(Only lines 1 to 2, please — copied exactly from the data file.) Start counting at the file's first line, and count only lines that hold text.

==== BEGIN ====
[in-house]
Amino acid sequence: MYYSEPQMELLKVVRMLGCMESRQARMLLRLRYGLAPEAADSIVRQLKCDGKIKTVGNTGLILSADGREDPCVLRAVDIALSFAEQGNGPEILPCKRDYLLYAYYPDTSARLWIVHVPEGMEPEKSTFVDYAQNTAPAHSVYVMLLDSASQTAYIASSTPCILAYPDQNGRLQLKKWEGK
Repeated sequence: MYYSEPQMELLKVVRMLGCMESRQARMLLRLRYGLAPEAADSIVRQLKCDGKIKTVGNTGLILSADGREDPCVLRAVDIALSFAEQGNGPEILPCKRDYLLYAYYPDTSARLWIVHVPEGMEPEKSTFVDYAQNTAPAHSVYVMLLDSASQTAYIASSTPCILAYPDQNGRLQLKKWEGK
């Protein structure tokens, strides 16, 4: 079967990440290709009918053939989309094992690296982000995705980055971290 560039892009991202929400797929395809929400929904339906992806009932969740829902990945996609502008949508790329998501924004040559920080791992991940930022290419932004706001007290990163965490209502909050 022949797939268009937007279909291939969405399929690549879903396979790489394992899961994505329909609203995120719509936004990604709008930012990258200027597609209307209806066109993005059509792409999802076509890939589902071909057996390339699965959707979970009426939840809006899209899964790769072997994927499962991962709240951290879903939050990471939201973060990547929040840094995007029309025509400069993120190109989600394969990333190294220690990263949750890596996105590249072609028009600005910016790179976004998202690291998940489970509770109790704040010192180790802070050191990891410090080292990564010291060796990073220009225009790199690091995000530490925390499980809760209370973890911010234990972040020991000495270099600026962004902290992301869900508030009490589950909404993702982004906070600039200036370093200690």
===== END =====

[in-house]
Amino acid sequence: MYYSEPQMELLKVVRMLGCMESRQARMLLRLRYGLAPEAADSIVRQLKCDGKIKTVGNTGLILSADGREDPCVLRAVDIALSFAEQGNGPEILPCKRDYLLYAYYPDTSARLWIVHVPEGMEPEKSTFVDYAQNTAPAHSVYVMLLDSASQTAYIASSTPCILAYPDQNGRLQLKKWEGK